Oftentimes it is said that businesses begin the process of designing a logo and tend to think too hard by incorporating as much as possible. Ultimately, it over complicates the message. Instead, design experts encourage us to try simplifying the logo design.
When I was a student at UCLA, I still recall an artsy friend explaining how logos must be designed to read well on their intended display media—whether it’s a billboard or a small business card. The key challenge was making it recognizable and memorable: overly complicated logos tend to be less memorable, she said. Prior to this discussion, I never gave it much thought.
I recently considered two successful company’s and their mainstream logos: Nike and Twitter. (As a side note, British designer Daniel Reese combined both designs and has created the official Nike Dunks with Twitter style that you see above.)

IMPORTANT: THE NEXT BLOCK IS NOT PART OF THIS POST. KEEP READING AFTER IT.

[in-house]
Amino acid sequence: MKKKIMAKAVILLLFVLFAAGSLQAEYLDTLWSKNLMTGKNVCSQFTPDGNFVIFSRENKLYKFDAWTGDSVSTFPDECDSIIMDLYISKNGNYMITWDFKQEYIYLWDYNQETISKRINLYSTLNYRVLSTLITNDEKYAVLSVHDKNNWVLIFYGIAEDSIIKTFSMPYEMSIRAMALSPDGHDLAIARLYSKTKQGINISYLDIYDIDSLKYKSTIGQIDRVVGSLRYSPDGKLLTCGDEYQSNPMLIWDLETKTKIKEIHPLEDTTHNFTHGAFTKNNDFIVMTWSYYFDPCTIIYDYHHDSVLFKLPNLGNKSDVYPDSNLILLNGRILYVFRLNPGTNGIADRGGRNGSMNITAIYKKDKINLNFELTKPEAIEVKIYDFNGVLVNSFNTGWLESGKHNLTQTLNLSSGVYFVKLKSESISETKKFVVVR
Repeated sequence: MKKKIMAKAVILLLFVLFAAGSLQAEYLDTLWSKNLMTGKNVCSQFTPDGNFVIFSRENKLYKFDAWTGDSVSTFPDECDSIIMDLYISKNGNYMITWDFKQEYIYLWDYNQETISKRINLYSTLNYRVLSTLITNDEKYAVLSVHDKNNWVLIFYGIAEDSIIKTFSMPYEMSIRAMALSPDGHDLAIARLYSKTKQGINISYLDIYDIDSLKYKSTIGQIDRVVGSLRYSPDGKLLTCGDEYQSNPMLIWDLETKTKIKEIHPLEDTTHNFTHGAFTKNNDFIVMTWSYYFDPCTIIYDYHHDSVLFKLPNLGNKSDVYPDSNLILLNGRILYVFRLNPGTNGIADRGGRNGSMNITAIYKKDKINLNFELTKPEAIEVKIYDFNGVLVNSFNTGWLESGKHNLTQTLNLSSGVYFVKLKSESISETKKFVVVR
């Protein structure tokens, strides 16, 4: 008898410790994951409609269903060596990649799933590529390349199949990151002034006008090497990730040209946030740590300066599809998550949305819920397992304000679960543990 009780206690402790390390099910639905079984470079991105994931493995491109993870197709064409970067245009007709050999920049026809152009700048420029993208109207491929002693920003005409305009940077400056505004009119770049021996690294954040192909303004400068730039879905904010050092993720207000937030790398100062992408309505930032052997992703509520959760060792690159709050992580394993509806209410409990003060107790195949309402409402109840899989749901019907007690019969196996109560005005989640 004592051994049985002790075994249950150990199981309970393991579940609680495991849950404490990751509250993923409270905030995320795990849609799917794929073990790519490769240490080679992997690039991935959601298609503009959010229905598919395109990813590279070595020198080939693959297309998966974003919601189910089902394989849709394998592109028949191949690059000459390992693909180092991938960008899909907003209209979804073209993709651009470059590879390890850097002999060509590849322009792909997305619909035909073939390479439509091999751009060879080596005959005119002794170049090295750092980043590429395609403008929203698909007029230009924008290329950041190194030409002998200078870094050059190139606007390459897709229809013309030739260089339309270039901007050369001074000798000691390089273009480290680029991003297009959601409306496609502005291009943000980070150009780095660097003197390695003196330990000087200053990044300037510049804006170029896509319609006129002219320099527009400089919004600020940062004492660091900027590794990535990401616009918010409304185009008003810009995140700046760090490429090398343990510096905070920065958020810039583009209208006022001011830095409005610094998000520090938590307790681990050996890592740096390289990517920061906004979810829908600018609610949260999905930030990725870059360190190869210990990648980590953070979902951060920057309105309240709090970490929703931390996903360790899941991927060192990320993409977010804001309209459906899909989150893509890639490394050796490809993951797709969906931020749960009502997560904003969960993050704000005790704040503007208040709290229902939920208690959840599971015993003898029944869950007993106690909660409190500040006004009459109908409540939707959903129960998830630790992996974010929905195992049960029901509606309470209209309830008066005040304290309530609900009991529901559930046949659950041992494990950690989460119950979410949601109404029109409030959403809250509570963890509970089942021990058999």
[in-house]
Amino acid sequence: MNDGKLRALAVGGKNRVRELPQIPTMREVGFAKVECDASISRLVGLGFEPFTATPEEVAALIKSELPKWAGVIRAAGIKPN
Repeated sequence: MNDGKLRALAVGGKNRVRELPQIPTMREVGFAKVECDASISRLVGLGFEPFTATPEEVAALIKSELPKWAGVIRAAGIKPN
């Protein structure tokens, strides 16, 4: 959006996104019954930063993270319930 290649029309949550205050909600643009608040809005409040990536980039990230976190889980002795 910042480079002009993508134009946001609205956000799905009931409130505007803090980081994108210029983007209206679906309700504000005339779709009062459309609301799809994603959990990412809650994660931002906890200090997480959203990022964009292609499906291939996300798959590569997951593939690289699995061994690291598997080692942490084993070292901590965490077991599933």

The Nike corporate logo design has successfully grown into being one of the most influential and recognizable insignia throughout the world. Amazingly, in 1972, Nike CEO Phil Knight wrote a $35 check to Carolyn Davidson, a Portland State University student, to design the “swoosh” logo. At the time, he wasn’t very impressed with her creation, saying back then that he’d “get used” to the design. By 1983, Knight warmed up to the now iconic design and invited her to a company lunch. There, he presented her with a diamond ring engraved with the swoosh, and an undisclosed amount of Nike stock.
More recently, in 2009, “The bird on Twitter’s home page, familiar to millions, is small, cute and fun, and implies communication and anticipation. One might say it’s the perfect graphic for Twitter. Yet the company paid its designer at most $6, without attribution.” We’ll see if Twitter does anything like that for Simon Oxley, the Japan-based Brit who licensed the bird graphic to Twitter for the price of a sandwich.
Twitter Paid $6 or Less for Crowdsourced ‘Birdie’ Graphic